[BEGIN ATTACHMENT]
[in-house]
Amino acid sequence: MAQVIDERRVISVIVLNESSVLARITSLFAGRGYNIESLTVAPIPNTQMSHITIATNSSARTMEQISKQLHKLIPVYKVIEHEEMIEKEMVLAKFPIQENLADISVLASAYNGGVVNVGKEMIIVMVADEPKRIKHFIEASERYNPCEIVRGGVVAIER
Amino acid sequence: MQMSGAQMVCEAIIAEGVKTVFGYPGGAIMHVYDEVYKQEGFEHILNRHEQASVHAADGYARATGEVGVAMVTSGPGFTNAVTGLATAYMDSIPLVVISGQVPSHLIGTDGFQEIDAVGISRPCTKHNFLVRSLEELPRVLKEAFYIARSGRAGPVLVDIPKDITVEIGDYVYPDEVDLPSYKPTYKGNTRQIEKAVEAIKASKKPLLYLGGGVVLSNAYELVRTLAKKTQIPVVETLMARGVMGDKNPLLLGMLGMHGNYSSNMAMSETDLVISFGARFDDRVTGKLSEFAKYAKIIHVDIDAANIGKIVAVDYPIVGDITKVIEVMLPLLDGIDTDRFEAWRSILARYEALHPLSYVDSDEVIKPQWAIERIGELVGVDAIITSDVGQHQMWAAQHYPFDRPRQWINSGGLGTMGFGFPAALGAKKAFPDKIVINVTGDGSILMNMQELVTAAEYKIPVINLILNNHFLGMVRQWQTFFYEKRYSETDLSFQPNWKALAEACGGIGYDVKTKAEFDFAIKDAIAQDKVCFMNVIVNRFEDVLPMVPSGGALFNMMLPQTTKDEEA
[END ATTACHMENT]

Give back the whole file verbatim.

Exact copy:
[in-house]
Amino acid sequence: MAQVIDERRVISVIVLNESSVLARITSLFAGRGYNIESLTVAPIPNTQMSHITIATNSSARTMEQISKQLHKLIPVYKVIEHEEMIEKEMVLAKFPIQENLADISVLASAYNGGVVNVGKEMIIVMVADEPKRIKHFIEASERYNPCEIVRGGVVAIER
Amino acid sequence: MQMSGAQMVCEAIIAEGVKTVFGYPGGAIMHVYDEVYKQEGFEHILNRHEQASVHAADGYARATGEVGVAMVTSGPGFTNAVTGLATAYMDSIPLVVISGQVPSHLIGTDGFQEIDAVGISRPCTKHNFLVRSLEELPRVLKEAFYIARSGRAGPVLVDIPKDITVEIGDYVYPDEVDLPSYKPTYKGNTRQIEKAVEAIKASKKPLLYLGGGVVLSNAYELVRTLAKKTQIPVVETLMARGVMGDKNPLLLGMLGMHGNYSSNMAMSETDLVISFGARFDDRVTGKLSEFAKYAKIIHVDIDAANIGKIVAVDYPIVGDITKVIEVMLPLLDGIDTDRFEAWRSILARYEALHPLSYVDSDEVIKPQWAIERIGELVGVDAIITSDVGQHQMWAAQHYPFDRPRQWINSGGLGTMGFGFPAALGAKKAFPDKIVINVTGDGSILMNMQELVTAAEYKIPVINLILNNHFLGMVRQWQTFFYEKRYSETDLSFQPNWKALAEACGGIGYDVKTKAEFDFAIKDAIAQDKVCFMNVIVNRFEDVLPMVPSGGALFNMMLPQTTKDEEA